ArtsAutosBooksBusinessEducationEntertainmentFamilyFashionFoodGamesGenderHealthHolidaysHomeHubPagesPersonal FinancePetsPoliticsReligionSportsTechnologyTravel

5 Causes & Cures - Yellow leaves on tomato plants

Updated on February 08, 2017
lobobrandon profile image

From his early days, Brandon used to help his grandmother in her garden and was passionate about Tomatoes and wishes to share what he learnt

Yellow Leaves On Tomato Plants - An Overview

Yellowing of tomato leaves is natural and not a cause of worry. On the contrary, you need to be vigilant if you notice the leaves are yellowing prematurely or yellow right from the time they appear.

It could be something as silly as excess water to essential nutrient deficiencies, both of which are easy to fix once detected. However, if your tomato plants are under a pest attack, it could turn ugly.

It's not just a deficiency of nutrients that can cause foliage to lose color and deform, but also an excess of certain nutrients. An excess of these nutrients can lead to something most gardeners refer to as 'a burn' which manifest as deformed yellowish leaves and fruit.

If it's your first time growing tomatoes, problems such as this can be detrimental to your confidence and many people give up on growing tomatoes after their first crop fails. Instead of quitting it would be wise to find out the problem and learn how to fix it, so that the next crop if not the present one grows well. Growing tomatoes or any other plant to perfection is a matter of skill and all skills need to be developed.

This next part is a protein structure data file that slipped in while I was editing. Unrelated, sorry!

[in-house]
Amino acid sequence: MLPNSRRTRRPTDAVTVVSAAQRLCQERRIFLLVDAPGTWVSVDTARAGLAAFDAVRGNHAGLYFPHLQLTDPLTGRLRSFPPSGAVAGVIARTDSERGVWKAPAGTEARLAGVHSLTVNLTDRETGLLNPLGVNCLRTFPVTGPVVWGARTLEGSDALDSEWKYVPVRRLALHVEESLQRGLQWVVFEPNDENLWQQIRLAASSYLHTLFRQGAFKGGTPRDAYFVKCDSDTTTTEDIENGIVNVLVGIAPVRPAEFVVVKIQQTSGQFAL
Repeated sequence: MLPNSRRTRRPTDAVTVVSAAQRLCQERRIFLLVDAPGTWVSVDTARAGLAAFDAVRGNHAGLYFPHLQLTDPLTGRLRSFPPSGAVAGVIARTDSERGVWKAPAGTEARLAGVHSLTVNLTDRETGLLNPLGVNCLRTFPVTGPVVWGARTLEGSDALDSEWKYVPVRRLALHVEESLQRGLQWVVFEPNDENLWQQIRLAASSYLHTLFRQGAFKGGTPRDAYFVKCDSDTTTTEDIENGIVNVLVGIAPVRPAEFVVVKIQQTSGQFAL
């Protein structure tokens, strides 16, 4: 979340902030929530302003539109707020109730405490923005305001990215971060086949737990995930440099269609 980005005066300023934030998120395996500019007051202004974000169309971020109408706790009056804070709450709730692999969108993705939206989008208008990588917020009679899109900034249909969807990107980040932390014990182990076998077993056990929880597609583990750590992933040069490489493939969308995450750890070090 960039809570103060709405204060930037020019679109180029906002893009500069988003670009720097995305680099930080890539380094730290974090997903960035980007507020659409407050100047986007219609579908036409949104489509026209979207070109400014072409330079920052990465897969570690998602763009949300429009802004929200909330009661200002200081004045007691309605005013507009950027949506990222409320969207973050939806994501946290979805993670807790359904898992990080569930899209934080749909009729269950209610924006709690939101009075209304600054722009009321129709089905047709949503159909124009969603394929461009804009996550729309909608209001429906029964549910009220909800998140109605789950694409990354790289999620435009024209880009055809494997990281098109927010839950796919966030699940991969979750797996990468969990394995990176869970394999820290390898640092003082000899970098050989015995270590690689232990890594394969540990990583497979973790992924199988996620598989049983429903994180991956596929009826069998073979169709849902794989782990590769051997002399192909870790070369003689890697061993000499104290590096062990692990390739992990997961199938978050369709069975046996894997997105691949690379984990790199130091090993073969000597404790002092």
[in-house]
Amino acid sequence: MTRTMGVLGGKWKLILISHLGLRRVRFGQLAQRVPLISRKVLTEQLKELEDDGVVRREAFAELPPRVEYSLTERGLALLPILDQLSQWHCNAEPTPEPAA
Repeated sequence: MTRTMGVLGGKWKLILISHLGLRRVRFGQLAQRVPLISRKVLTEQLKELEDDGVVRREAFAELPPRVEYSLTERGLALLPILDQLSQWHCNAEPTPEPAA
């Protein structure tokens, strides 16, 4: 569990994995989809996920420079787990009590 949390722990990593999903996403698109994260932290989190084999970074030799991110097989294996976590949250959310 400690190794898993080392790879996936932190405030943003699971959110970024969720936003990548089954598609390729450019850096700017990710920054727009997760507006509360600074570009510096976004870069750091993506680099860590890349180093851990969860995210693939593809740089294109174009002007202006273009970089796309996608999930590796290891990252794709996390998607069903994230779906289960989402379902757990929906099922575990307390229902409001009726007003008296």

It's not just the leaves that turn yellow due to deficiencies, you'll notice that the tomatoes are yellowish too.
It's not just the leaves that turn yellow due to deficiencies, you'll notice that the tomatoes are yellowish too.

Causes For Yellow Leaves On Tomato Plants

As stated earlier, yellow leaves are the result of a variety of problems, all that I know of are listed below. Just make sure that you go through the entire list before you go to your garden to fix the issue, because, very often there can be multiple causes and you'd want to fix them all.

  • Moisture Content - One of the leading causes is water levels. Tomato plants need perfect soil moisture levels. The soil shouldn’t be too damp nor too dry, always maintain the Goldilocks level. Water your crop based on your weather conditions, the soil and the level of mulch you use. In some cities you're going to need to water multiple times a day, whereas there are others where watering just a few times a week is best. For more on perfect watering techniques, I'd suggest checking out my article on watering tomato plants.
  • Soil Texture - The first time I planted tomatoes I planted seeds directly into the garden skipping the nursery stage. This resulted in the plants turning yellow when they were around a foot tall. After some research I found out that the soil wasn't aerated well and it was too compact. The plants recovered after I dug up and loosed the soil a bit. Loosening the soil gave the plants enough room to spread their roots and breathe.